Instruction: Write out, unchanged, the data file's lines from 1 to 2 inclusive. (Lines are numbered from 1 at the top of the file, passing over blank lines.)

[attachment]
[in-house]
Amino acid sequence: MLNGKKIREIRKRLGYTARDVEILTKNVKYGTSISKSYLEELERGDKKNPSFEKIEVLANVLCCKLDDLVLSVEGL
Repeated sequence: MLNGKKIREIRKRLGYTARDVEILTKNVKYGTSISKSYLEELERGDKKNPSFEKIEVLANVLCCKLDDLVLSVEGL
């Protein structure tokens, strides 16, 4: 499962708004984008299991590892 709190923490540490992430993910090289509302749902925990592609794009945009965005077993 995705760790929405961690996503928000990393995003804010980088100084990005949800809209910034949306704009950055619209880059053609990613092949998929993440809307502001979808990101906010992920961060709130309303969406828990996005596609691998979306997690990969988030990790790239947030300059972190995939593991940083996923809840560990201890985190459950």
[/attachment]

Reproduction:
[in-house]
Amino acid sequence: MLNGKKIREIRKRLGYTARDVEILTKNVKYGTSISKSYLEELERGDKKNPSFEKIEVLANVLCCKLDDLVLSVEGL